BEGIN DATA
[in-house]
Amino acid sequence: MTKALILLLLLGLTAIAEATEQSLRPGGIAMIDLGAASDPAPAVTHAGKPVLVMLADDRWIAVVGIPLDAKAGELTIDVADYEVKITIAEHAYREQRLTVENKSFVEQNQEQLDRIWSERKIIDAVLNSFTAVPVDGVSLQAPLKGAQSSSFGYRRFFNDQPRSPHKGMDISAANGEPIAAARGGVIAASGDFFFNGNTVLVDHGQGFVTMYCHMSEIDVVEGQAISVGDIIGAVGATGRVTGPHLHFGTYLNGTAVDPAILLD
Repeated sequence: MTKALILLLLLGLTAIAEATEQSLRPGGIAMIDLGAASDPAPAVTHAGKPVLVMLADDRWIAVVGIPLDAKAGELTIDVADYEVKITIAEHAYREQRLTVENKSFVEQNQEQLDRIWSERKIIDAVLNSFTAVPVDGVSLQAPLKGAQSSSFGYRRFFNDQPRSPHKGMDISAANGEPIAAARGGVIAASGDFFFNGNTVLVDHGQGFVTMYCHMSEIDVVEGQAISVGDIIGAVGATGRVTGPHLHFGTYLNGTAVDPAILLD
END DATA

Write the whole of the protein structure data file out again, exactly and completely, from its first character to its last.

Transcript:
[in-house]
Amino acid sequence: MTKALILLLLLGLTAIAEATEQSLRPGGIAMIDLGAASDPAPAVTHAGKPVLVMLADDRWIAVVGIPLDAKAGELTIDVADYEVKITIAEHAYREQRLTVENKSFVEQNQEQLDRIWSERKIIDAVLNSFTAVPVDGVSLQAPLKGAQSSSFGYRRFFNDQPRSPHKGMDISAANGEPIAAARGGVIAASGDFFFNGNTVLVDHGQGFVTMYCHMSEIDVVEGQAISVGDIIGAVGATGRVTGPHLHFGTYLNGTAVDPAILLD
Repeated sequence: MTKALILLLLLGLTAIAEATEQSLRPGGIAMIDLGAASDPAPAVTHAGKPVLVMLADDRWIAVVGIPLDAKAGELTIDVADYEVKITIAEHAYREQRLTVENKSFVEQNQEQLDRIWSERKIIDAVLNSFTAVPVDGVSLQAPLKGAQSSSFGYRRFFNDQPRSPHKGMDISAANGEPIAAARGGVIAASGDFFFNGNTVLVDHGQGFVTMYCHMSEIDVVEGQAISVGDIIGAVGATGRVTGPHLHFGTYLNGTAVDPAILLD